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The award cycle for the 2016 Young Investigator Award is open January 4, 2016 – February 29, 2016.
This award recognizes an outstanding research effort by a young investigator in the field of sleep research. The basis for evaluation of a candidate is a single peer-reviewed publication supported by a senior investigator's letter of recommendation. The candidate must be the first author and the article needs to have been published or accepted for publication in 2015.
Christelle Anaclet, PhD
Dr. Christelle Anaclet received her PhD in 2008 from Claude Bernard University, Lyon, France. Working in the laboratory of Dr. Jian-Sheng Lin, a former trainee of Jouvet’s, her dissertation research focused on the respective role of histamine and orexin neurons in promoting arousal. Following the conferral of her PhD, Dr. Anaclet moved to Beth Israel Deaconess Medical Center and Harvard Medical School for her post-doctoral studies. First in the laboratory of Dr. Jun Lu and then of Dr. Patrick Fuller, she identified and characterized a population of sleep-active neurons in the parafacial zone of the medullary brainstem. She subsequently developed a model of slow-wave-sleep enhancement using genetically targeted activation of these neurons. Dr. Anaclet is the recipient of several awards, including a NIH K99/R00 Pathway to Independence award. She is currently applying for faculty positions and hopes to start her own lab within the next 1-2 years. Going forward Dr. Anaclet’s investigative work will build on her previous findings and seek to define how the parafacial zone interacts with other brain areas to regulate sleep/wake cycles, as well as how sleep can positively modulate other neurophysiological functions, such as cognition.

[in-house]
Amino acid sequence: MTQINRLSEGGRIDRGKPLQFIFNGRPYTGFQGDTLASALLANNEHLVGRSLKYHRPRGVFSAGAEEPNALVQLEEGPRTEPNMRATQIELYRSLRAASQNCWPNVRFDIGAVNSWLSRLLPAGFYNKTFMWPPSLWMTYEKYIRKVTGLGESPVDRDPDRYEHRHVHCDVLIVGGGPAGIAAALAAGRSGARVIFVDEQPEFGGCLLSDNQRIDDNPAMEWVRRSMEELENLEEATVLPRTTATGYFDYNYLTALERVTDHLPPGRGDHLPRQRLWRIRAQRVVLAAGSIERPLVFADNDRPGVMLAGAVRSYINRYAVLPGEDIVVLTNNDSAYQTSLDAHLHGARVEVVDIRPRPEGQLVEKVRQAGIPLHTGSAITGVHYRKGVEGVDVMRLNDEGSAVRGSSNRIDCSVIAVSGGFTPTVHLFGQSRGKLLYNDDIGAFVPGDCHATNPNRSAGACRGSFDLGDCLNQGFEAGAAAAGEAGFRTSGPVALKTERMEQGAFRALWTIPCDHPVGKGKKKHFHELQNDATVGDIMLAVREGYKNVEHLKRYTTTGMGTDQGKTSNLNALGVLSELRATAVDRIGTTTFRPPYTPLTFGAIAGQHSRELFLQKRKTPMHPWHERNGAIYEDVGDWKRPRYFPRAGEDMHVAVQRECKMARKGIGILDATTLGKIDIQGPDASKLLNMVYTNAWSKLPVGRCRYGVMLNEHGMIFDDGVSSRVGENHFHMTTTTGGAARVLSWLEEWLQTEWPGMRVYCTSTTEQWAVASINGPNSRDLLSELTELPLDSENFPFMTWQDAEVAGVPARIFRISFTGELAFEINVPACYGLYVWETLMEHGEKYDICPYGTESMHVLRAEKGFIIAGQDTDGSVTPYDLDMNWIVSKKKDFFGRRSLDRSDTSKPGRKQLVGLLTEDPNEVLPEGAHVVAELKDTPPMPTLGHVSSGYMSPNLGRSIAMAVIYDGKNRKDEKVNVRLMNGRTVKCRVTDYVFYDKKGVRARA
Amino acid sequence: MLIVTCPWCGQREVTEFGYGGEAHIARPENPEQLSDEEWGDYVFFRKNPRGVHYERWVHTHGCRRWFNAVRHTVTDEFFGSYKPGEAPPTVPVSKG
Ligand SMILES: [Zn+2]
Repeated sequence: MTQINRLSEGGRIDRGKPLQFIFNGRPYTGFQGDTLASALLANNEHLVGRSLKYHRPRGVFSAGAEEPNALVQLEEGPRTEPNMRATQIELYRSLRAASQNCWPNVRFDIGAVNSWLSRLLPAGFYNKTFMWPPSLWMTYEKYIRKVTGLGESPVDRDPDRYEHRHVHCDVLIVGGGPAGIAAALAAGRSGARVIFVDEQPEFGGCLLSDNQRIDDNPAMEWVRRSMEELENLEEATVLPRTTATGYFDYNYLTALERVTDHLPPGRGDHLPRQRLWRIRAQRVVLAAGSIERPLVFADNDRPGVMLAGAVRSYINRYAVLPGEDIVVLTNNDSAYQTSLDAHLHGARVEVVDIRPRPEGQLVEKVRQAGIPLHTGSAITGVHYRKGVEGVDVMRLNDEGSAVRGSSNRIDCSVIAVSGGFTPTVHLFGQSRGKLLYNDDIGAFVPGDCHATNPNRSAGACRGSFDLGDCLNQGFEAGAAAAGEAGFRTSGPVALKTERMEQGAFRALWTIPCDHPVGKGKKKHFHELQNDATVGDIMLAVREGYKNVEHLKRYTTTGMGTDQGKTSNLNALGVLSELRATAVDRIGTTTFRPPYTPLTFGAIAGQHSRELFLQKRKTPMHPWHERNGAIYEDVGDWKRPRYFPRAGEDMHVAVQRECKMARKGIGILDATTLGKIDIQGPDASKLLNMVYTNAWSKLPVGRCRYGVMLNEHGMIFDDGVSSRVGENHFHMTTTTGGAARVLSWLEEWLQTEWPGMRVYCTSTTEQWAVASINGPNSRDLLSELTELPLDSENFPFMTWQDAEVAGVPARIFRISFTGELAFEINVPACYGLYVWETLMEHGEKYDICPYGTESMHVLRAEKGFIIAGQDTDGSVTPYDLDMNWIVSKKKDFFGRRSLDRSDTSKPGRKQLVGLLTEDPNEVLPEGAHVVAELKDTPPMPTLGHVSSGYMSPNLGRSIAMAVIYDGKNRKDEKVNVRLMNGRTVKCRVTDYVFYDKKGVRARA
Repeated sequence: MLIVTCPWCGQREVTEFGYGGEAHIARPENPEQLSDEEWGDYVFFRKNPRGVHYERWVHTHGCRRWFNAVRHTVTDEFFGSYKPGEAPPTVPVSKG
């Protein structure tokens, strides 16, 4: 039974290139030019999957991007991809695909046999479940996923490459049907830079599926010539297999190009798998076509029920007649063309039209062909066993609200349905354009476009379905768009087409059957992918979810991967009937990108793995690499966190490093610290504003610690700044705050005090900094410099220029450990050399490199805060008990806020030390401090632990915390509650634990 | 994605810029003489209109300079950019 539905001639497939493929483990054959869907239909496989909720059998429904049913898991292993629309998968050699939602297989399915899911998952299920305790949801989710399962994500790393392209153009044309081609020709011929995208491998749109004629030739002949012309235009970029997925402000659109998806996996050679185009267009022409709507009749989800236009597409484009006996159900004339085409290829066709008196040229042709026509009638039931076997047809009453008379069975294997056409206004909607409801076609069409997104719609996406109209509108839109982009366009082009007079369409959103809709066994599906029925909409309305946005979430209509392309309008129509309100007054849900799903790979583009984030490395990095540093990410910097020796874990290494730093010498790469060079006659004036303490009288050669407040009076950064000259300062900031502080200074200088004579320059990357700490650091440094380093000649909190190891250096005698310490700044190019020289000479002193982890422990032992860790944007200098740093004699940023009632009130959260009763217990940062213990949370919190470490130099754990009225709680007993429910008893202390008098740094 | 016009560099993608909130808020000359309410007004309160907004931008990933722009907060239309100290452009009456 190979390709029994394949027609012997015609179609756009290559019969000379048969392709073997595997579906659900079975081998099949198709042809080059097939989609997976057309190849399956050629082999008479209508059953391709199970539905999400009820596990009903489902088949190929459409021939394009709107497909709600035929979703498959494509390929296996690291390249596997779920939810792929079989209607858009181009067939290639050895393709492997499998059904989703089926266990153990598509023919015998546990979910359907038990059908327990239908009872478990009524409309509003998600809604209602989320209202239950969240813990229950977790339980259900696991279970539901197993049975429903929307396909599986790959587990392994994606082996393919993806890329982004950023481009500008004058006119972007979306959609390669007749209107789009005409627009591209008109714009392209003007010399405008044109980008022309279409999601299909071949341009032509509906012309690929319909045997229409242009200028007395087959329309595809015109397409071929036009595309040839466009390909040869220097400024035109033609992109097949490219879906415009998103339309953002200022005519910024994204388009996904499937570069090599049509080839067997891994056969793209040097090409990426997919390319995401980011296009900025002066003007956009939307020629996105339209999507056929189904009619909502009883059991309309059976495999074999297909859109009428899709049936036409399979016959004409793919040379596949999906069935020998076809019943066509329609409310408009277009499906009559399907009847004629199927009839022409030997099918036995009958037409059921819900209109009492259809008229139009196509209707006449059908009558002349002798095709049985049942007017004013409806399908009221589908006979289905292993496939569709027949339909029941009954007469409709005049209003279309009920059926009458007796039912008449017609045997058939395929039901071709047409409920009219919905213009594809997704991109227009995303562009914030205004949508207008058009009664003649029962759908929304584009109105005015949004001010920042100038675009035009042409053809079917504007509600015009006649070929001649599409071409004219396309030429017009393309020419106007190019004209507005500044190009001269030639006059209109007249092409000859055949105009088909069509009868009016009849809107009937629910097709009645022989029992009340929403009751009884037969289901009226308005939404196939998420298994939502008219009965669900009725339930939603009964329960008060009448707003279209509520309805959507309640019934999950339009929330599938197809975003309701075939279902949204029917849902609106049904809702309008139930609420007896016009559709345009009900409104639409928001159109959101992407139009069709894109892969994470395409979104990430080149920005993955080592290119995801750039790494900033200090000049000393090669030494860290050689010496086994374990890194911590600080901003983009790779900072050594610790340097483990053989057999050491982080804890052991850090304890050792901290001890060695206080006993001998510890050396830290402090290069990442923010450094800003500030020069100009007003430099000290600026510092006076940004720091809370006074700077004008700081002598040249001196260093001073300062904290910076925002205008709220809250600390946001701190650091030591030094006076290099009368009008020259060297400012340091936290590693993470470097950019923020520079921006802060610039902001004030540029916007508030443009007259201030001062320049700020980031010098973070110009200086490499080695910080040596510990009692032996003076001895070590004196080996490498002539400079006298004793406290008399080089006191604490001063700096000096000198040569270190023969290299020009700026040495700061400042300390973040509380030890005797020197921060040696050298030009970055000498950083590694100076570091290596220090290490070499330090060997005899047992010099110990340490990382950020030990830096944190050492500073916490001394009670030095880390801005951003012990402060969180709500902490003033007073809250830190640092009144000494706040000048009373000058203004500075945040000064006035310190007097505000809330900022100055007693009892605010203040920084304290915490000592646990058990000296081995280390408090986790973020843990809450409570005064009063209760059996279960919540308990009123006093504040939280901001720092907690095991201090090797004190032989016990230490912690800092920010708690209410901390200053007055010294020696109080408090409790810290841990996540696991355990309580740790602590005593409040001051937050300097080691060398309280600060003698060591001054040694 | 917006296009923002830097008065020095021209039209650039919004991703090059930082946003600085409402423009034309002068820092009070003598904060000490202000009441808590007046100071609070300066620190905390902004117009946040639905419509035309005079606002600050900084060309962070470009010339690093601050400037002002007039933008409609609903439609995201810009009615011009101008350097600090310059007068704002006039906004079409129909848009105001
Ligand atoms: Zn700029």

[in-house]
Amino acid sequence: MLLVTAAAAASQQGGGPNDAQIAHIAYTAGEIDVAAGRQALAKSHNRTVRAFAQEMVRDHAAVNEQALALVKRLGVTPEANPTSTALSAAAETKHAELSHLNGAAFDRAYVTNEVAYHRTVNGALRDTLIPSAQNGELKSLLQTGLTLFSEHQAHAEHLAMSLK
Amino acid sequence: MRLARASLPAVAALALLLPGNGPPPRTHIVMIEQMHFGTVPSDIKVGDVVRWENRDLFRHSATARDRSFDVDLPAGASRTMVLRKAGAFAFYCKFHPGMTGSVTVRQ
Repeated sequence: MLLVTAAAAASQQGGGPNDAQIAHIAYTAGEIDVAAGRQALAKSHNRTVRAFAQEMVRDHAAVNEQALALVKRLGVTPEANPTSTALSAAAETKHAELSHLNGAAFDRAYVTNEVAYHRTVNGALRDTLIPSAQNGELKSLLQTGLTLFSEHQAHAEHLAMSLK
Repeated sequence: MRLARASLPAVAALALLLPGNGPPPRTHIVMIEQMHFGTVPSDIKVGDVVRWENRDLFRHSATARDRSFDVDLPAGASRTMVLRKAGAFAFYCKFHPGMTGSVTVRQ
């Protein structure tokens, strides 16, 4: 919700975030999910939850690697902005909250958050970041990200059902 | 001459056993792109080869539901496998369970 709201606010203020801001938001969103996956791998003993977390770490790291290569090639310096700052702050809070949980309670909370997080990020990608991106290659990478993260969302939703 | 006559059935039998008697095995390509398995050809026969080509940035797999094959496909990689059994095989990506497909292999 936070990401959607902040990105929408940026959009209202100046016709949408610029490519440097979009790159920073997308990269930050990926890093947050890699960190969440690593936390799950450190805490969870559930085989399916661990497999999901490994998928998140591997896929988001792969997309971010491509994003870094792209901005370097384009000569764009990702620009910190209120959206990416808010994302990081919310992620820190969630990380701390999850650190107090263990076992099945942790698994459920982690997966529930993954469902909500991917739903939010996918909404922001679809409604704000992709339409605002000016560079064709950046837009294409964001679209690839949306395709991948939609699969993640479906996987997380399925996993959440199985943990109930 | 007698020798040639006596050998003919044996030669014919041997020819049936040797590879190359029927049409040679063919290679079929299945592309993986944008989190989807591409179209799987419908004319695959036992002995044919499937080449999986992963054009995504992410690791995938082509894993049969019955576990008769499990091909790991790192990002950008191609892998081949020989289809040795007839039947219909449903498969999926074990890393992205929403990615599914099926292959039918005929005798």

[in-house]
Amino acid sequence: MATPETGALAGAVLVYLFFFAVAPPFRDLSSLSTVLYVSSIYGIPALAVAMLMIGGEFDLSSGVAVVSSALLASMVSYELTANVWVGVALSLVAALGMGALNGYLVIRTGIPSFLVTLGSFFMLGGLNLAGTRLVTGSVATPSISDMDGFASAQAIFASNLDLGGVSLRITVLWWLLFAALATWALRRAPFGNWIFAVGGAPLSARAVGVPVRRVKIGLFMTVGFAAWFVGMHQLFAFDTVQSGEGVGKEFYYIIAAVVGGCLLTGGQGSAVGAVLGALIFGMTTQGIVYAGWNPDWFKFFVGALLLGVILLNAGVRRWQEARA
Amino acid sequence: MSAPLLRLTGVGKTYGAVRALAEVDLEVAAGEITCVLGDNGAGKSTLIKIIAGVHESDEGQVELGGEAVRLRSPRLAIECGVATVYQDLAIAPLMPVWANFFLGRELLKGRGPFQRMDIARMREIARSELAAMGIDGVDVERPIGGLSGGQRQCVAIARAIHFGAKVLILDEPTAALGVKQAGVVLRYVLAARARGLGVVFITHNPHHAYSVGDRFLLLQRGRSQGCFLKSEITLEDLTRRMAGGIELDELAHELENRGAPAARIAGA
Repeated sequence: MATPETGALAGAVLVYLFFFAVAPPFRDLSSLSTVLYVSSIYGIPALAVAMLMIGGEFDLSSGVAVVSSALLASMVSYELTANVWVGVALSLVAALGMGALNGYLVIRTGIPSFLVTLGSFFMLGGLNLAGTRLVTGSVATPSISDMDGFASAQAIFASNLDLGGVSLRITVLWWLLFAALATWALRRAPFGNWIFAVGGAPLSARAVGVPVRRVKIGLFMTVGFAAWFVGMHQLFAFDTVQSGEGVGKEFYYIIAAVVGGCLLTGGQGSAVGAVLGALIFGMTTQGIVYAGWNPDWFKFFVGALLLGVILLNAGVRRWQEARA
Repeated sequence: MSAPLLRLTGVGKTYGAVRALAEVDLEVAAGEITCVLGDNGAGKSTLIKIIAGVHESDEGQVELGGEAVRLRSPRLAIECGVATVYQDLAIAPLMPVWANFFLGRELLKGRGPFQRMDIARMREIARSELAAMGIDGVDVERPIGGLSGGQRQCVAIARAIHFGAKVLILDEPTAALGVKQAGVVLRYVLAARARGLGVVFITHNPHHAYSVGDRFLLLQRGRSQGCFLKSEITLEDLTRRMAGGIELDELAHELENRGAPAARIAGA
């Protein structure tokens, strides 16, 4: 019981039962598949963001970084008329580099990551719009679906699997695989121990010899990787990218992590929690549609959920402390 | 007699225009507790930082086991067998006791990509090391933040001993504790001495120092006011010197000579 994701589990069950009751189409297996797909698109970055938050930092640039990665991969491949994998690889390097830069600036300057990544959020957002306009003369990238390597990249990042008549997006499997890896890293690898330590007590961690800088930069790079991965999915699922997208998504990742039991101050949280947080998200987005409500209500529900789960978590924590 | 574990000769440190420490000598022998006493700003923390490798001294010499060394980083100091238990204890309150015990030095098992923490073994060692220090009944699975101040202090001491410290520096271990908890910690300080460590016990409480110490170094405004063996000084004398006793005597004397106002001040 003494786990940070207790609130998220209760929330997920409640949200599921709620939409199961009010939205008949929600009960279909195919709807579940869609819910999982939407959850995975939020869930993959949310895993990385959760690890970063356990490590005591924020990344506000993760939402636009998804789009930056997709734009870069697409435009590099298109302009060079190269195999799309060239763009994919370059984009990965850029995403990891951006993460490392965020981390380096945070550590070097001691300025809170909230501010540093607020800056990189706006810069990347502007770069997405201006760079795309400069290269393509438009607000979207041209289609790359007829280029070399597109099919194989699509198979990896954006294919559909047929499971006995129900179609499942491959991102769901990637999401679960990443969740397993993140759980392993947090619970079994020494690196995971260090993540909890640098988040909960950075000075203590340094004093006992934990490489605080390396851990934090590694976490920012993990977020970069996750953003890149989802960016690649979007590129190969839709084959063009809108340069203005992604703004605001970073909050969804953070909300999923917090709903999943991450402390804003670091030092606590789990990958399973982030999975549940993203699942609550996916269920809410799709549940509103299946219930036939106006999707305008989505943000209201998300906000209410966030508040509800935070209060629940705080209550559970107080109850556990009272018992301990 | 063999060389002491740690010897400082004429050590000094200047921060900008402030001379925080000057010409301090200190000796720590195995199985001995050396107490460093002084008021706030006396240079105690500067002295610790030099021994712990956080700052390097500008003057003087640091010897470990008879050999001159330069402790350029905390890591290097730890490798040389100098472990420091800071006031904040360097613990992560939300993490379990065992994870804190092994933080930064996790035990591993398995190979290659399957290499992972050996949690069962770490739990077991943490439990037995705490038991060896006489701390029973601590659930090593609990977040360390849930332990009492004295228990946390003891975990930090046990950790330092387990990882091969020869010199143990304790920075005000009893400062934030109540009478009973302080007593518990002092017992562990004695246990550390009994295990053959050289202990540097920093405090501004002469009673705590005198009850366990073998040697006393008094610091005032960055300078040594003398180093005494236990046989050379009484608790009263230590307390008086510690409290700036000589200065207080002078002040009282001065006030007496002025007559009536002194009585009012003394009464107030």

Sha Liu, PhD
Dr. Sha Liu conducted his PhD research at the Institute of Hydrobiology, Chinese Academy of Sciences, where he studied developmental genetics in zebrafish. He then moved to Johns Hopkins University for his postdoctoral fellowship in Dr. Mark Wu’s lab, where he has been using genetic approaches in Drosophila to study fundamental mechanisms underlying the regulation of sleep. During his postdoctoral fellowship, Dr. Liu identified and characterized a novel circadian output molecule, WIDE AWAKE, that specifically regulates the circadian timing of sleep onset. This molecule is conserved in mammals, and specifically enriched in the suprachiasmatic nucleus (the master circadian pacemaker), suggesting that the function of WIDE AWAKE may be conserved in humans.